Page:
Book by Alain de Botton published in 2005
For some reason, I haven't been able to get my hands on a Kindle edition (Amazon doesn't seem to have it), so I finally bought the physical book since a friend of mine has been raving about it for years. This book is an extremely sensible historical exploration into the question: How did we become so tied up in status? Why do we make decisions that undermine our long-term happiness to elevate our status? Happiness is something like success / pretentions, so either, you try to succeed more, or you fight against your community and values to lower your pretentions. This book is more about how society has increased the number of pretentions--it's not necessarily practical guidance on how to reduce them yourself, but to raise your awareness as to how they have elevated themselves to this point. It reminds me of this Emerson quote: "It is easy in the world to live after the world's opinion; it is easy in solitude to live after our own, but the great man is he who amid the crowd keeps with perfect sweetness the independence of solitude."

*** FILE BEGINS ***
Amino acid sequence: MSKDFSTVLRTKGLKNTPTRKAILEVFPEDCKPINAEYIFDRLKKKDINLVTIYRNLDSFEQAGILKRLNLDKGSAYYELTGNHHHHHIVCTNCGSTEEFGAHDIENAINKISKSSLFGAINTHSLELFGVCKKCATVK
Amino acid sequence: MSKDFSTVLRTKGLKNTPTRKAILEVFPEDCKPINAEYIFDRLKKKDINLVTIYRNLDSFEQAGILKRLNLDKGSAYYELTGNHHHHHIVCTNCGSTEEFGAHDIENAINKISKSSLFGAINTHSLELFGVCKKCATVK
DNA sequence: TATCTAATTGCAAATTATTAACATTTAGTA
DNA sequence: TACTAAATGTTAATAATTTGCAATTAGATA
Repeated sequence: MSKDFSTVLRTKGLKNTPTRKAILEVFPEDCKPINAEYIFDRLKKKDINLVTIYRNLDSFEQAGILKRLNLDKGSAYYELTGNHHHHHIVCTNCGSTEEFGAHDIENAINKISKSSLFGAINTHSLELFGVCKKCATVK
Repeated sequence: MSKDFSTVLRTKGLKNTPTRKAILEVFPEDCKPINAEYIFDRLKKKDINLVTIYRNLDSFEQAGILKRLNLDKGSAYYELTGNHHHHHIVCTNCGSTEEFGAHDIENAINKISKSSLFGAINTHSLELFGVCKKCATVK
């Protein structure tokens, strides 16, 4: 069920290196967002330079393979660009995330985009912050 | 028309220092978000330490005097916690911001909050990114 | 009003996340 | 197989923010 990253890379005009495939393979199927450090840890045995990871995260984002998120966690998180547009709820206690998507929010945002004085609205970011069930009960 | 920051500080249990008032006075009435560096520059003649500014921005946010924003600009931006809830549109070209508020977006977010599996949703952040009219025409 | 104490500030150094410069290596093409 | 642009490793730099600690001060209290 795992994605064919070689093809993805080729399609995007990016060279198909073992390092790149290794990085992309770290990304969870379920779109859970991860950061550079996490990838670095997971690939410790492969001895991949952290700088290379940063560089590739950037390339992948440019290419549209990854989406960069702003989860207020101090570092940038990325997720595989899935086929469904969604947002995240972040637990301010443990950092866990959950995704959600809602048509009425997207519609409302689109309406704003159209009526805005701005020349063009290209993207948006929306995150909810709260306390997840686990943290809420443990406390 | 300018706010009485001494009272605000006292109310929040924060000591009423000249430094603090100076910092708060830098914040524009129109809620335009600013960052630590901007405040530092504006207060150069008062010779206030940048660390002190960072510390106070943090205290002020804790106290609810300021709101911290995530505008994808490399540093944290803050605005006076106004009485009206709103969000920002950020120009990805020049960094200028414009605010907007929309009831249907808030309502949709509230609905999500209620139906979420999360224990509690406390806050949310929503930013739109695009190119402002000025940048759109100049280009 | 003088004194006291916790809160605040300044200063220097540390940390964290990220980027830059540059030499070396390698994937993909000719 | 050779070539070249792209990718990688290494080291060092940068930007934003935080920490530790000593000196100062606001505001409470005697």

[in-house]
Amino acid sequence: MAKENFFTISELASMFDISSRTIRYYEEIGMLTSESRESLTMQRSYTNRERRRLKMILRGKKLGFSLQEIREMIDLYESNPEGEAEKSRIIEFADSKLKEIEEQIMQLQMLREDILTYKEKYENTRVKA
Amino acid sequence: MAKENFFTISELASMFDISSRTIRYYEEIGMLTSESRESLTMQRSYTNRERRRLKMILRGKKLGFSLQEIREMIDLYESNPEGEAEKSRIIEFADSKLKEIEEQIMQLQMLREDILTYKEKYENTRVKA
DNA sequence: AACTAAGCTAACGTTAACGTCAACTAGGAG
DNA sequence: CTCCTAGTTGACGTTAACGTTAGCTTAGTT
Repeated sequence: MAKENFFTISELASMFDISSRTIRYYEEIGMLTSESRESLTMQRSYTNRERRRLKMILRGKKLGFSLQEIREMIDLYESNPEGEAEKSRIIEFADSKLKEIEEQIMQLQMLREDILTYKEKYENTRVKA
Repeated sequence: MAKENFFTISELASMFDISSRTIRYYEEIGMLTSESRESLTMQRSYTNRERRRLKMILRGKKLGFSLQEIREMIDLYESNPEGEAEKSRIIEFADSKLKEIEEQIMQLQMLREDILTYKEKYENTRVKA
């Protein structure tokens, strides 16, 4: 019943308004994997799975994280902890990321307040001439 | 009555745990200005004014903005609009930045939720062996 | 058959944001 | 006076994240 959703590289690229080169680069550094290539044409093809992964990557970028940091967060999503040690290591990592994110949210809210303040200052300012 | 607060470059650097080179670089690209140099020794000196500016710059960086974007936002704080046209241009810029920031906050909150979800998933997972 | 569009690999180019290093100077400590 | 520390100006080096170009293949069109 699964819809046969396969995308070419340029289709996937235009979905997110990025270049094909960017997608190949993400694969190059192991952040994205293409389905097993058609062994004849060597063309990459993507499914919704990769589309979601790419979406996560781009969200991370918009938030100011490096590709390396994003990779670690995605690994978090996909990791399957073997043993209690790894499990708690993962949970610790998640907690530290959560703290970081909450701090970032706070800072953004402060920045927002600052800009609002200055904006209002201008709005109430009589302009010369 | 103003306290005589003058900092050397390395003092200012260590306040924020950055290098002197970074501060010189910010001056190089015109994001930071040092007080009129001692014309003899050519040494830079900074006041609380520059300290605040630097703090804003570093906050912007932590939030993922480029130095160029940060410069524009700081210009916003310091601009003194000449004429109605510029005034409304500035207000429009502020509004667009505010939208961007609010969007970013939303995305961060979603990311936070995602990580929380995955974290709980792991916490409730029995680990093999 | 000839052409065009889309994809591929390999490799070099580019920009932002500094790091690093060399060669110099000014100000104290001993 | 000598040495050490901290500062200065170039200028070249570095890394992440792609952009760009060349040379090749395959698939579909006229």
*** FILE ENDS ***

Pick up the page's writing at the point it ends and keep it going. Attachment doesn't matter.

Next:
I find it difficult to summarize, either because I didn't absorb the book well enough, or because the answer is so complicated that there is no simple answer. If this is a question that interests you, you should pick it up. I'll most likely re-read this soon in an attempt to absorb it better.